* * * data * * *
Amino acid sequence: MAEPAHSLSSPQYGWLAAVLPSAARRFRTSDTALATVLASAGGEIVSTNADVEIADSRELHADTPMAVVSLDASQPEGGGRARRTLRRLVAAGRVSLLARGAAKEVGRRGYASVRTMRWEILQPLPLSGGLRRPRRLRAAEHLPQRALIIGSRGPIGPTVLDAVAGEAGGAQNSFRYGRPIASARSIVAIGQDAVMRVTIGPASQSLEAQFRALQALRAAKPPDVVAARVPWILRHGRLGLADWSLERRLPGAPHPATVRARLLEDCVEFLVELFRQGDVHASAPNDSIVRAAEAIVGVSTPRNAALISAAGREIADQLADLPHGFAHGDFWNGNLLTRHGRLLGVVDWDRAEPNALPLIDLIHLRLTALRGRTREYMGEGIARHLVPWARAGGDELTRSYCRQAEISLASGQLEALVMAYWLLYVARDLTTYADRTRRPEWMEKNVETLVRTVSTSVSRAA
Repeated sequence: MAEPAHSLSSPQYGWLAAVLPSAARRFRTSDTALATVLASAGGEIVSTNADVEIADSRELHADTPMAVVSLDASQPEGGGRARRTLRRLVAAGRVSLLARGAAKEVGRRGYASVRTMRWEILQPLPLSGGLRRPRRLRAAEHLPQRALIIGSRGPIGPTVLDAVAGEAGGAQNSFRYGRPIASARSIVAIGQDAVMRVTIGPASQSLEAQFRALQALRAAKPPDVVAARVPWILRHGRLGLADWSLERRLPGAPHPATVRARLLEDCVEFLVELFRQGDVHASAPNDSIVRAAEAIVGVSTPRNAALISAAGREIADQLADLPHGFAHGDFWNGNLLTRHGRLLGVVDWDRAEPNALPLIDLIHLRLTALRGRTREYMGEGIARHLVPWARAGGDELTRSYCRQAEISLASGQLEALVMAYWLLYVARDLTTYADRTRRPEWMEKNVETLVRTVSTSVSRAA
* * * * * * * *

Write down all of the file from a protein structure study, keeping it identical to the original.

Amino acid sequence: MAEPAHSLSSPQYGWLAAVLPSAARRFRTSDTALATVLASAGGEIVSTNADVEIADSRELHADTPMAVVSLDASQPEGGGRARRTLRRLVAAGRVSLLARGAAKEVGRRGYASVRTMRWEILQPLPLSGGLRRPRRLRAAEHLPQRALIIGSRGPIGPTVLDAVAGEAGGAQNSFRYGRPIASARSIVAIGQDAVMRVTIGPASQSLEAQFRALQALRAAKPPDVVAARVPWILRHGRLGLADWSLERRLPGAPHPATVRARLLEDCVEFLVELFRQGDVHASAPNDSIVRAAEAIVGVSTPRNAALISAAGREIADQLADLPHGFAHGDFWNGNLLTRHGRLLGVVDWDRAEPNALPLIDLIHLRLTALRGRTREYMGEGIARHLVPWARAGGDELTRSYCRQAEISLASGQLEALVMAYWLLYVARDLTTYADRTRRPEWMEKNVETLVRTVSTSVSRAA
Repeated sequence: MAEPAHSLSSPQYGWLAAVLPSAARRFRTSDTALATVLASAGGEIVSTNADVEIADSRELHADTPMAVVSLDASQPEGGGRARRTLRRLVAAGRVSLLARGAAKEVGRRGYASVRTMRWEILQPLPLSGGLRRPRRLRAAEHLPQRALIIGSRGPIGPTVLDAVAGEAGGAQNSFRYGRPIASARSIVAIGQDAVMRVTIGPASQSLEAQFRALQALRAAKPPDVVAARVPWILRHGRLGLADWSLERRLPGAPHPATVRARLLEDCVEFLVELFRQGDVHASAPNDSIVRAAEAIVGVSTPRNAALISAAGREIADQLADLPHGFAHGDFWNGNLLTRHGRLLGVVDWDRAEPNALPLIDLIHLRLTALRGRTREYMGEGIARHLVPWARAGGDELTRSYCRQAEISLASGQLEALVMAYWLLYVARDLTTYADRTRRPEWMEKNVETLVRTVSTSVSRAA